A group of senators are asking for changes to a current highway bill that would remove a massive increase in minimum insurance requirements for truckers.
On September 8, Montana U.S. Senator Steve Daines and six others penned a letter to the Senate Committee on Commerce, Science & Transportation asking for the removal of a controversial provision to increase commercial vehicle minimum insurance liability requirements from $750,000 to $2 million.
The provision was introduced by Illinois Rep. Chuy Garcia, who said that the insurance hike is meant to benefit the families of crash victims.
From the letter:
An increase in insurance requirements is both unnecessary and impractical with the result having little to do with improving highway safety. Furthermore, the addition of these requirements would negatively impact a wide range of industries that are crucial to our states and the nation.
Increasing minimum liability coverage would impact any business that transports property, which would be felt by the very industries that have been deemed essential during this period of crisis. A coalition composed of truckers, farmers, and manufacturers recently sent a letter to the Committee warning of the economic impact that would come as a result of an increase in insurance rates. As you push for legislation designed to support economic recovery and growth, it is imperative that you do not add policies that would lead to even more lost American jobs.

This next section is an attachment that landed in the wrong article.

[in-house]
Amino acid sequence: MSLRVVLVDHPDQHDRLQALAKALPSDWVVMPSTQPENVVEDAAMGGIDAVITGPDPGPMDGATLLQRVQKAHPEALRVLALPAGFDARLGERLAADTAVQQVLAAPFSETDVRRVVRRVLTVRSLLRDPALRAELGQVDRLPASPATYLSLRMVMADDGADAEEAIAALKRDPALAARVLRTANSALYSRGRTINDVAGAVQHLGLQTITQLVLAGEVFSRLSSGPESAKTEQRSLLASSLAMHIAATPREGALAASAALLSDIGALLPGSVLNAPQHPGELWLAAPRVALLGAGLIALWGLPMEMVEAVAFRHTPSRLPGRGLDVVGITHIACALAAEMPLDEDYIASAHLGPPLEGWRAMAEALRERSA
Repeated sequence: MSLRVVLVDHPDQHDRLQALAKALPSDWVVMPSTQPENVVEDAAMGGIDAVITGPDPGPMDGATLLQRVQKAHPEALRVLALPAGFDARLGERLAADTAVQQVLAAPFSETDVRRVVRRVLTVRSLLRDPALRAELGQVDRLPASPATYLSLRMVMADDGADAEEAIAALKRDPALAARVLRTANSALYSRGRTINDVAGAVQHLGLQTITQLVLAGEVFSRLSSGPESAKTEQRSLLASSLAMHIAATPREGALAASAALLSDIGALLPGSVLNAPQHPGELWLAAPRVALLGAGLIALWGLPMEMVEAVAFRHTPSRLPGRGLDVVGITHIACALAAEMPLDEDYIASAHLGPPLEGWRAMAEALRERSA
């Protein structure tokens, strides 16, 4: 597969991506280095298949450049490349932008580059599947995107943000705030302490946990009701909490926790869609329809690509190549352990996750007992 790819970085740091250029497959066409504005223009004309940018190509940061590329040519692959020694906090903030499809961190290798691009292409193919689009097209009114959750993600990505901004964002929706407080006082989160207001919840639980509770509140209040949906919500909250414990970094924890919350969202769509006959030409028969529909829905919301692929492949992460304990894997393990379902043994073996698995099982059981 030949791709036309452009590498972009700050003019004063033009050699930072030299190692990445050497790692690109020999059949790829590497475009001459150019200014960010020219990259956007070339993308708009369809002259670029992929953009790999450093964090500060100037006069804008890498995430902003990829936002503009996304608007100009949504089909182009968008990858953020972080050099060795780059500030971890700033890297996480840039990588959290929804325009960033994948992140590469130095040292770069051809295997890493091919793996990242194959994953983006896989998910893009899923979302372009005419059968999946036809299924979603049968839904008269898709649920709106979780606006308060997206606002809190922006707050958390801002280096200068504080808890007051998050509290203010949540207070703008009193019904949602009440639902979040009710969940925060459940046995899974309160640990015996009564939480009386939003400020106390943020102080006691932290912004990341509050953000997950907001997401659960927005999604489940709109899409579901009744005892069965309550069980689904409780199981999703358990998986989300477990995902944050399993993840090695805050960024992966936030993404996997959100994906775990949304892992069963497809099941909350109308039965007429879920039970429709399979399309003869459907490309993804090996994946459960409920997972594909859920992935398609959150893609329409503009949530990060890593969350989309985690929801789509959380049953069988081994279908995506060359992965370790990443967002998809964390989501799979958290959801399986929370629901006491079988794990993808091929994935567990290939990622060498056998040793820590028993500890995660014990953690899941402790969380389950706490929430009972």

Daines also pointed to a 2014 FMCSA commissioned study that found that current commercial vehicle insurance minimums adequately cover damages in 99.94% of crashes.
The insurance increase has come under fire from members of the trucking industry, who say that the cost could force smaller or struggling trucking companies out of business.
Other senators who signed the letter include Indiana’s Mike Braun, Tennessee’s Marsha Blackburn, North Dakota’s Kevin Cramer, Arizona’s Martha McSally, Georgia’s David Perdue and Nebraska’s Deb Fischer.